Red Shreds Bike & Board Shed - Williams Lake, BC
Posted by: Groundspeak Premium Member T0SHEA
N 52° 07.655 W 122° 08.733
10U E 558491 N 5775573
Quick Description: With a weird name and an even weirder mural on the front, Red Shreds Bike & Board Shed gets noticed, whether one chooses to or not.
Location: British Columbia, Canada
Date Posted: 9/11/2019 1:40:22 PM
Waymark Code: WM119F4
Published By: Groundspeak Premium Member wayfrog
Views: 5

Long Description:
While Red Shreds brands itself as a Bike & Board Shop, it is actually a 12 months of the year sports outfitter whose specialty happens to be bikes. Established in 1988 as a pure bicycle shop, as other outdoor activities came to the fore, the shop figured it would be to its advantage to become a supplier to those, as well. As a result, the shop now carries snowboards, climbing gear, skates, skis, kayaks, inflatables, canoes, clothing and accessories.

They not only sell bikes, they repair them, too, and stock many bike parts, as well.

On the front of the building is the eye catching mural which is difficult not to stop and examine more closely. It's not easy to describe.

Open Hours:
Sunday: Closed
Monday: Closed
Tuesday: 10am - 6pm
Wednesday: 10am - 6pm
Thursday: 10am - 6pm
Friday: 10am - 6pm
Saturday: 10am - 6pm

Established in 1988 and the pioneer of mountain biking in Williams Lake, Red Shreds Bike and Board Shed has been the foundation and inspiration of the Cariboo riding scene for over 20 years. Supporting downhill, freeride, slope style, dirt jump, all mountain, cross country, road, touring and BMX, Red Shreds has you covered with the best selection in the interior.

Red Shreds carries the following brands: Specialized, Knolly, Santa Cruz, Norco, Kona, Devinci and Intense. Components from Chromag, Hope, Fox and SRAM. Other gear brands include Giro, Sombrio, TLD, Sugoi, Alpine Stars and 5.10.

Check in with Tony for a full service bike repair shop that will keep you rolling with style.
From Mountain Biking BC

One may consider the following news item A WARNING to anyone who would consider robbing this particular store.

Bear spray used to rob sports store
MONICA LAMB-YORSKI | May. 20, 2013
A robbery’s one thing, but bear spray isn’t cool, and it “sucks” that someone would bear spray someone. That’s what Red Shred’s Bike and Board Shed owner Mark Savard was saying the day after someone entered his Williams Lake store, let off some bear spray, and stole a longboard worth around $300.

“Reflecting back, that’s the bad thing. It still smells like it in here and you have to cough,” Savard told the Tribune Friday morning. “I’m sure everyone knows what it would be like to be bear sprayed and yet that someone would still bear spray someone is crazy.”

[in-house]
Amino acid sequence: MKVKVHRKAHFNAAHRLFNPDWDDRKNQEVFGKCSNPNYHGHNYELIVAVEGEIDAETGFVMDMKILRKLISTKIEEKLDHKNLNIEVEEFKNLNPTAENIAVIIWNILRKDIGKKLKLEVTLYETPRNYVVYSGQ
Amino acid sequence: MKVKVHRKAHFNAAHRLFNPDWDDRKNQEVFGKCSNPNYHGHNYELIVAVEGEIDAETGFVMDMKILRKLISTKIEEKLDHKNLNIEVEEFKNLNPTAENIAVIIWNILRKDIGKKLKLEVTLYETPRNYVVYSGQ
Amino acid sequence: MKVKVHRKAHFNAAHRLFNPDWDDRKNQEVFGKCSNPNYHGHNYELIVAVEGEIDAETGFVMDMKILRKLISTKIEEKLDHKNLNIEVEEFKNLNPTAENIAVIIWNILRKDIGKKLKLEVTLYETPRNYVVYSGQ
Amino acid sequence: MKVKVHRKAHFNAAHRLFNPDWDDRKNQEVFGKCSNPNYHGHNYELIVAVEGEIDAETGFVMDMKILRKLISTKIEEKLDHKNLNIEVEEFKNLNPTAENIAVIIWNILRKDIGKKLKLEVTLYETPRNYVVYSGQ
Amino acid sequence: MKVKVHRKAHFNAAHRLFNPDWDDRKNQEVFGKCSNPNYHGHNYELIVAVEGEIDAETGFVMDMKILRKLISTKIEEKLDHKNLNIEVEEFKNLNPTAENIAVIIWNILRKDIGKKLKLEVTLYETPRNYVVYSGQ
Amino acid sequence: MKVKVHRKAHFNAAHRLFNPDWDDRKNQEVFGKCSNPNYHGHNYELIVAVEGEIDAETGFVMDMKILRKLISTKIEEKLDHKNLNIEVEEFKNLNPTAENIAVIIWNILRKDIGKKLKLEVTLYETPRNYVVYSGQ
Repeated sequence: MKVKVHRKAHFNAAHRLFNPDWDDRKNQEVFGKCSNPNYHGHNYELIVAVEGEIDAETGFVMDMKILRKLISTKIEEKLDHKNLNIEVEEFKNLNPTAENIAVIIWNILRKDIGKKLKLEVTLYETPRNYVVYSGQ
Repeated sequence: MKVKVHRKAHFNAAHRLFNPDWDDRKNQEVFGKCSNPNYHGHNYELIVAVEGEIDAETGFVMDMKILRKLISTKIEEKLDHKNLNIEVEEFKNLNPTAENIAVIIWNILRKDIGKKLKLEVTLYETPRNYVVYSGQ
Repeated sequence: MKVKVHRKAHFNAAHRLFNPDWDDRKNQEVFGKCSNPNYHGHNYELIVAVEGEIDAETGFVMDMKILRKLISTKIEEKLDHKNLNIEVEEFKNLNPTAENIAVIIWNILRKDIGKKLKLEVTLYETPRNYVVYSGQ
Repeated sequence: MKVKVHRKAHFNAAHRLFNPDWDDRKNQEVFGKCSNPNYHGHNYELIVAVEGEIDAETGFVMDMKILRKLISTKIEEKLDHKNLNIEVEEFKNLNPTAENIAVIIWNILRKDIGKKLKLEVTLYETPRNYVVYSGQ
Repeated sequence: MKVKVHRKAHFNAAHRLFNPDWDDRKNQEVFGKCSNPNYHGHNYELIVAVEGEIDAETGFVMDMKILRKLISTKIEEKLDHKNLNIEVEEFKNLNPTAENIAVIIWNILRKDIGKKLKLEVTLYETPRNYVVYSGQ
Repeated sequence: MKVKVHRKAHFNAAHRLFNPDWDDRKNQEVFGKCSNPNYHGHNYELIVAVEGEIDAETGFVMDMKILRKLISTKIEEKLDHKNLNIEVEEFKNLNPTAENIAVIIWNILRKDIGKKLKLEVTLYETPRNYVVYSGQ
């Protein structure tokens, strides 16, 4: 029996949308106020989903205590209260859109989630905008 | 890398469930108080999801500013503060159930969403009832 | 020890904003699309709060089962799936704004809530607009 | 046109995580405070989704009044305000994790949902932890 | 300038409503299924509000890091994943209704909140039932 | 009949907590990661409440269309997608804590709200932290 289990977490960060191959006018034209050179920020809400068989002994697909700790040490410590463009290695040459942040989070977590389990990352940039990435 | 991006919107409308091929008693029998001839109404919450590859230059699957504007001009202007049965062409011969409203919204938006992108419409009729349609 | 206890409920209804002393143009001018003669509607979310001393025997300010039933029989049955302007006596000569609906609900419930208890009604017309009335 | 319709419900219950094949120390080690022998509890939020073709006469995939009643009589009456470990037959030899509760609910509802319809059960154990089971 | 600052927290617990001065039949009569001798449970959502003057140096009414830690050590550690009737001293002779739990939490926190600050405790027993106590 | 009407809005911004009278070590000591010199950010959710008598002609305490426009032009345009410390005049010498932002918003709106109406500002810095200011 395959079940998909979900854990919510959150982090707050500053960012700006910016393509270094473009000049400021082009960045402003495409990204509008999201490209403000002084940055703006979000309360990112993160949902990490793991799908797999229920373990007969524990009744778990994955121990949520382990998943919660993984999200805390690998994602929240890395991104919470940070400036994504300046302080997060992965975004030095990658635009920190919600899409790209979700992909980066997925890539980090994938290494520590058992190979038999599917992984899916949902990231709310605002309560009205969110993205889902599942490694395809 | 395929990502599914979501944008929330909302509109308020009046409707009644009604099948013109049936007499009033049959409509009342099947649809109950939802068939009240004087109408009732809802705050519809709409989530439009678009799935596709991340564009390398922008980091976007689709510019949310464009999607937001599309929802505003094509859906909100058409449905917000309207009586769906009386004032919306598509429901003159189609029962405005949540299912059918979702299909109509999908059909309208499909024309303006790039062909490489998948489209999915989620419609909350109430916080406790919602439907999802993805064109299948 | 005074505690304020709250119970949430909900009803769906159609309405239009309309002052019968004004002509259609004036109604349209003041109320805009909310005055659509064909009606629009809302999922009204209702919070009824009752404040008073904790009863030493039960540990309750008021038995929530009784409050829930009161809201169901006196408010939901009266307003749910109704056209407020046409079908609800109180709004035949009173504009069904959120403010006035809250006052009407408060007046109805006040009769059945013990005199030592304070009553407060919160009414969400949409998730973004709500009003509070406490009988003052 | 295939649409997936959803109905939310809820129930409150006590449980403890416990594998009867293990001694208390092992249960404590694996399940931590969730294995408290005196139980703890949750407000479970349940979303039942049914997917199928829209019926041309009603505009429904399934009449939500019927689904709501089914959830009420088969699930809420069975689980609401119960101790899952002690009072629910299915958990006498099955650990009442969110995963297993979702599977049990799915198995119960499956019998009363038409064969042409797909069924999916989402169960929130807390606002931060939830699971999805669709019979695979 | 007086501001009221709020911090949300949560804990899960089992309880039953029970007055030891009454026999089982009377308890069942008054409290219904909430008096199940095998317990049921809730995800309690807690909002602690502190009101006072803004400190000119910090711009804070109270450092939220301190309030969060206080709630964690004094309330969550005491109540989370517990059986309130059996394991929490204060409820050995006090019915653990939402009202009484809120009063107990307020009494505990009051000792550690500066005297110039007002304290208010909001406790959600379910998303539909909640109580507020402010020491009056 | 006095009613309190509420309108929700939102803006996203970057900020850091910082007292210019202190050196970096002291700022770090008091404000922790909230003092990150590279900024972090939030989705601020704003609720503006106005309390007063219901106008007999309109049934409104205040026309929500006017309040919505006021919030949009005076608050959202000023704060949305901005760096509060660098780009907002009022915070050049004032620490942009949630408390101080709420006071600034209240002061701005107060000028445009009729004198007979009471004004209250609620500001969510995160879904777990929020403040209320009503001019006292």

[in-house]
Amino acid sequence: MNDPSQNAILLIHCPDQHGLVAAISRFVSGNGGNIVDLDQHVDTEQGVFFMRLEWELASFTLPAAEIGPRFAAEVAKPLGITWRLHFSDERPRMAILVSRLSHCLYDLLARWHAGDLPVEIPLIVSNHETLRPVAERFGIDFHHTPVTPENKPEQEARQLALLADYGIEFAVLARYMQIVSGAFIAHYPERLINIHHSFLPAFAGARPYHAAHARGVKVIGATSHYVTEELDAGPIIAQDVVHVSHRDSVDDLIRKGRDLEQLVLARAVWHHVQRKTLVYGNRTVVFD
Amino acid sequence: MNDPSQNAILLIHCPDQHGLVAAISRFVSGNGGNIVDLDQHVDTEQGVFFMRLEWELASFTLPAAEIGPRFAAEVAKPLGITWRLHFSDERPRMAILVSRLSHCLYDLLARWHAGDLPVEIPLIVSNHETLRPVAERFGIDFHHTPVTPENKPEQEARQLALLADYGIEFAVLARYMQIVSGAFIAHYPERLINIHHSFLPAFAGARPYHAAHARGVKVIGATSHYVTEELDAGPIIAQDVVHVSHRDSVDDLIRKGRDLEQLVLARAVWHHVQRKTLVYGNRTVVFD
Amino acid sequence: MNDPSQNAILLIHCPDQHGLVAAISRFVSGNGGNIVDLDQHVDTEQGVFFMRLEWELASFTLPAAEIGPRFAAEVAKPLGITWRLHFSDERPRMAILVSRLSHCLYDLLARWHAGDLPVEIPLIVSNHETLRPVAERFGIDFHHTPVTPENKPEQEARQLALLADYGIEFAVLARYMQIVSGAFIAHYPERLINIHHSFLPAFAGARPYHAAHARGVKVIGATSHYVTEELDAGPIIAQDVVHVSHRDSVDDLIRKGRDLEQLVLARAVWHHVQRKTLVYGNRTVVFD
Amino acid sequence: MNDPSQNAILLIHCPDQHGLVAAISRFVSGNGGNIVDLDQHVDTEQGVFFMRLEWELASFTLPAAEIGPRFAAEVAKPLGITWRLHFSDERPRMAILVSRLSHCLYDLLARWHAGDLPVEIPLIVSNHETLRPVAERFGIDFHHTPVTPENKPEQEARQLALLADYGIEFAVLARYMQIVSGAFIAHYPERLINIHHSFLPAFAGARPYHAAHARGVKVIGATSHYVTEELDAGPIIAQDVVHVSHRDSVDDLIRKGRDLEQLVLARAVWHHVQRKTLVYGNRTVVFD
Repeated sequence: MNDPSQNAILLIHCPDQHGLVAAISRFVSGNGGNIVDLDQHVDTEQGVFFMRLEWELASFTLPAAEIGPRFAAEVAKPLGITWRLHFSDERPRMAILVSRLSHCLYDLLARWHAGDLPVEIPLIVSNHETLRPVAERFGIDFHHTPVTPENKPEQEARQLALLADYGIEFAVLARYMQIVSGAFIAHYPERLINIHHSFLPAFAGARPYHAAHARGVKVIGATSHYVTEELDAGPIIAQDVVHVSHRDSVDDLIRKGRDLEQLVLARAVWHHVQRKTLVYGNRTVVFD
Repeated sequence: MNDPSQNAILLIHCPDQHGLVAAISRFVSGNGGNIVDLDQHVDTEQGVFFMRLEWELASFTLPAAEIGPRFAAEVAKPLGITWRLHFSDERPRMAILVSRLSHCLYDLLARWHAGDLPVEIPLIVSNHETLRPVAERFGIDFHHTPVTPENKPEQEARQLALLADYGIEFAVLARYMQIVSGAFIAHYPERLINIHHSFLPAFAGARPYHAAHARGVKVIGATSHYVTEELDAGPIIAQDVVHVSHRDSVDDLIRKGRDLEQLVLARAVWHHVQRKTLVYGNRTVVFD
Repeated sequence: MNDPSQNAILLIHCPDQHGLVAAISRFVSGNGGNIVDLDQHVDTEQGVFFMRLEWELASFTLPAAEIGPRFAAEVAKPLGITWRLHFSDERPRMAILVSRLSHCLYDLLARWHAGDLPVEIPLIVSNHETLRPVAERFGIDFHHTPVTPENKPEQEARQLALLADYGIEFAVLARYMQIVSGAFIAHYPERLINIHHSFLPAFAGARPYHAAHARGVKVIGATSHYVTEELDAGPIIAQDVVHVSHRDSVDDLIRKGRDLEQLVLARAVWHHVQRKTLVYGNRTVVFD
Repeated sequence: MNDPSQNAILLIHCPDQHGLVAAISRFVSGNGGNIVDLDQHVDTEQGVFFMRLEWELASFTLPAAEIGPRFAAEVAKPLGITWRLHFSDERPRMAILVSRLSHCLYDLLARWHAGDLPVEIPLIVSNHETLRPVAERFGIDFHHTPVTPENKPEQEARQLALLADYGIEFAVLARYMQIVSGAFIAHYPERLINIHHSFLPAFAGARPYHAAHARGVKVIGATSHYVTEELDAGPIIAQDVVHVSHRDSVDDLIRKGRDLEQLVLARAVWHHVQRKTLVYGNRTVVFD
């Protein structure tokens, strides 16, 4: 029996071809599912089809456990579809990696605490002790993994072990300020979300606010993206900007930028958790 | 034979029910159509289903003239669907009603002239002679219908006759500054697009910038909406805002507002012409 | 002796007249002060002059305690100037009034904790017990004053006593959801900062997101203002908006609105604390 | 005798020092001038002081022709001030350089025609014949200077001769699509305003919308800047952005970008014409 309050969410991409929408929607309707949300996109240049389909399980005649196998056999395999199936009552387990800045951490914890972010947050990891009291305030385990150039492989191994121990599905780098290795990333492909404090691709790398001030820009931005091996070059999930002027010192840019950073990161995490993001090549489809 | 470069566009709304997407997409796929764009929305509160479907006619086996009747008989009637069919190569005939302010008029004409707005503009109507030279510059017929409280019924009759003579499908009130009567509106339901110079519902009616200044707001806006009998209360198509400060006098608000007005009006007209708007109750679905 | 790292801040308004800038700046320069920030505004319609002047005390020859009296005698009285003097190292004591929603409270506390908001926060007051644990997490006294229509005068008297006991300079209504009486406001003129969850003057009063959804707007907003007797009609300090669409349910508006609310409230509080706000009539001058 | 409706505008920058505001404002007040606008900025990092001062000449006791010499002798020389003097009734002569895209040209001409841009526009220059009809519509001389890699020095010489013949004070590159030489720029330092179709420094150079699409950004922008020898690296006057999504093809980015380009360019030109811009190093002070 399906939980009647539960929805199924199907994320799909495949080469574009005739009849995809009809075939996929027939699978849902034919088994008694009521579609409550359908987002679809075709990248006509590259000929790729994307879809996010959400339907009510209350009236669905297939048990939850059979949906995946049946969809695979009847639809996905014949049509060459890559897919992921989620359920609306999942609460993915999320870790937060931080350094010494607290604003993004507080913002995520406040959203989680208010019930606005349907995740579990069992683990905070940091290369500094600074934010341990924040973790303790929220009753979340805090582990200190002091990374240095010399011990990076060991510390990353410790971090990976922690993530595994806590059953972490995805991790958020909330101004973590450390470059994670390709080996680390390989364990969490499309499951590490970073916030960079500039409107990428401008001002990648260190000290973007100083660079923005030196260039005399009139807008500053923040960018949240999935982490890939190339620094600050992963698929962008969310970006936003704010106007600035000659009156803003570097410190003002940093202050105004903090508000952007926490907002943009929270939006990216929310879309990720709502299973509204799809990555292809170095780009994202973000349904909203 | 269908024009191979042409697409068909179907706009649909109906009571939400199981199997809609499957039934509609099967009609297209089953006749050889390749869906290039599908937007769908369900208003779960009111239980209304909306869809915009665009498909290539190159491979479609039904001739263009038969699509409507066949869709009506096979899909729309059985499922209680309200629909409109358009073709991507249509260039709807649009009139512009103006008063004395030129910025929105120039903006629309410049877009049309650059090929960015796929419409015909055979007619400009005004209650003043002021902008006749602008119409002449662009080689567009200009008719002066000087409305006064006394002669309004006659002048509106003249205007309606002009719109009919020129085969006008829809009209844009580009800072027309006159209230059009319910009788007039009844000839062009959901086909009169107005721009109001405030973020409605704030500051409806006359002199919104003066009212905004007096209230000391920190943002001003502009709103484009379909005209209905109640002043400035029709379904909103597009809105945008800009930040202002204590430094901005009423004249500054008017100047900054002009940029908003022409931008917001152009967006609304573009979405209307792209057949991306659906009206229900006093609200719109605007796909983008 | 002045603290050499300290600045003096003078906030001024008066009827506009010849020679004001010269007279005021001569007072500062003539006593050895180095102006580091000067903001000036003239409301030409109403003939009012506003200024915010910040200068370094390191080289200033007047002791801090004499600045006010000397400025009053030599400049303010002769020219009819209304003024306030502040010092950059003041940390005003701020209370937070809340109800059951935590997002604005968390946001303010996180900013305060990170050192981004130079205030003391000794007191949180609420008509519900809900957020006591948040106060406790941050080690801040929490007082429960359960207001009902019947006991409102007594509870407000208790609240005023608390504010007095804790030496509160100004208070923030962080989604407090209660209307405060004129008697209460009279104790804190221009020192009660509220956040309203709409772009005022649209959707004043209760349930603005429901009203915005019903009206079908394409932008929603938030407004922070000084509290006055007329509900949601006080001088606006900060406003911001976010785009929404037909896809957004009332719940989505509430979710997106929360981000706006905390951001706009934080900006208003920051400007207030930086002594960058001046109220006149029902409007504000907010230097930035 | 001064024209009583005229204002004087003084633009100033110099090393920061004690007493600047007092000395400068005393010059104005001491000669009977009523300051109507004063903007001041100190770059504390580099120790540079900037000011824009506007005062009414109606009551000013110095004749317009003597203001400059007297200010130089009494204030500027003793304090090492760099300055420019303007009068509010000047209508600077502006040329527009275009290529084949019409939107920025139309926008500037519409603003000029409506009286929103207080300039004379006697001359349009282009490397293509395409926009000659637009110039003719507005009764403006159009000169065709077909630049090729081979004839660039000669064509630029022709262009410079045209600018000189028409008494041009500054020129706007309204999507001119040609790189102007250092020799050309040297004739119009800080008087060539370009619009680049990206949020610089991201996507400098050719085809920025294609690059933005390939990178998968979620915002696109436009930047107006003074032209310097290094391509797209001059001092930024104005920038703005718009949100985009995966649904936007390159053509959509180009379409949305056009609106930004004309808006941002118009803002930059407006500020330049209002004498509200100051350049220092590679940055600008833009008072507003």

Now the store has bikes and everything coated in bear spray. “No thought and no respect,” Savard said.

Earlier in the day a group of kids came in and scoped the store, but it was only one youth that returned. “He barely came in the door. He ran in the doorway, sprayed, grabbed a longboard and ran.”

Savard acted quickly. He jumped on his bike, and chased the thief down, who was running away on foot carrying the stolen longboard. “I took off and did a lap around the Elk’s Hall. He ran up the alley behind the Bank of Montreal behind Barton’s Insurance. I chased him down in front of Barton’s in the middle of Oliver Street and took him down in the Shopper’s parking lot.”

The thief didn’t have an escape route planned, Savard suggested. “I think there was a lot of fear. I was running behind him and it was like cornering a chicken, he didn’t know what to do,” Savard recalled. “He kept on pointing the bear spray at me and spraying me, but I said go ahead, it’s the last thing you’ll ever do, put it down now while you can.”

Williams Lake RCMP were dispatched to Red Shred’s and then caught up to where Savard was holding the suspect in the parking lot at Shopper’s. The suspect was taken into custody by police and later released on a promise to appear for a court date in the future.

“The suspect was in the company of two of his friends at the time of the robbery. All are youth in their mid- teens. The investigation is continuing to further identify each person’s role,” the RCMP said in a press release.
From the Williams Lake Tribune

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Guided Tours: no

Rentals: Not Listed

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